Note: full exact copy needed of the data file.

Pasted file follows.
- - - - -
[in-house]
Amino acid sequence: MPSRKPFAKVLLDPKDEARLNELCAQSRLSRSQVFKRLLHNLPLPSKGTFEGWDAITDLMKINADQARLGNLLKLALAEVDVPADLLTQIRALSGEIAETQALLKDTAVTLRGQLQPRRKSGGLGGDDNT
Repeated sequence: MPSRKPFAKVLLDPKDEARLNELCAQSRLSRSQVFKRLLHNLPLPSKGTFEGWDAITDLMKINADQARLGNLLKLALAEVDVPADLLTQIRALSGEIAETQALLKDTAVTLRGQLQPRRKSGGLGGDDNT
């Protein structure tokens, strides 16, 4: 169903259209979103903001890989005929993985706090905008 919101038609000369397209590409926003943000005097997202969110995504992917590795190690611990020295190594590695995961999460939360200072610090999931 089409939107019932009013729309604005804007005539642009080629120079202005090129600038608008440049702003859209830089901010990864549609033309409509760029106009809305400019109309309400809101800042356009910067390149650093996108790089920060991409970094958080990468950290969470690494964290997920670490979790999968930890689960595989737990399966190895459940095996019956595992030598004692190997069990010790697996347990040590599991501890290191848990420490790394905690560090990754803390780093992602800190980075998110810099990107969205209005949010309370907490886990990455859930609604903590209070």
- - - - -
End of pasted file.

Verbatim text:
[in-house]
Amino acid sequence: MPSRKPFAKVLLDPKDEARLNELCAQSRLSRSQVFKRLLHNLPLPSKGTFEGWDAITDLMKINADQARLGNLLKLALAEVDVPADLLTQIRALSGEIAETQALLKDTAVTLRGQLQPRRKSGGLGGDDNT
Repeated sequence: MPSRKPFAKVLLDPKDEARLNELCAQSRLSRSQVFKRLLHNLPLPSKGTFEGWDAITDLMKINADQARLGNLLKLALAEVDVPADLLTQIRALSGEIAETQALLKDTAVTLRGQLQPRRKSGGLGGDDNT
């Protein structure tokens, strides 16, 4: 169903259209979103903001890989005929993985706090905008 919101038609000369397209590409926003943000005097997202969110995504992917590795190690611990020295190594590695995961999460939360200072610090999931 089409939107019932009013729309604005804007005539642009080629120079202005090129600038608008440049702003859209830089901010990864549609033309409509760029106009809305400019109309309400809101800042356009910067390149650093996108790089920060991409970094958080990468950290969470690494964290997920670490979790999968930890689960595989737990399966190895459940095996019956595992030598004692190997069990010790697996347990040590599991501890290191848990420490790394905690560090990754803390780093992602800190980075998110810099990107969205209005949010309370907490886990990455859930609604903590209070």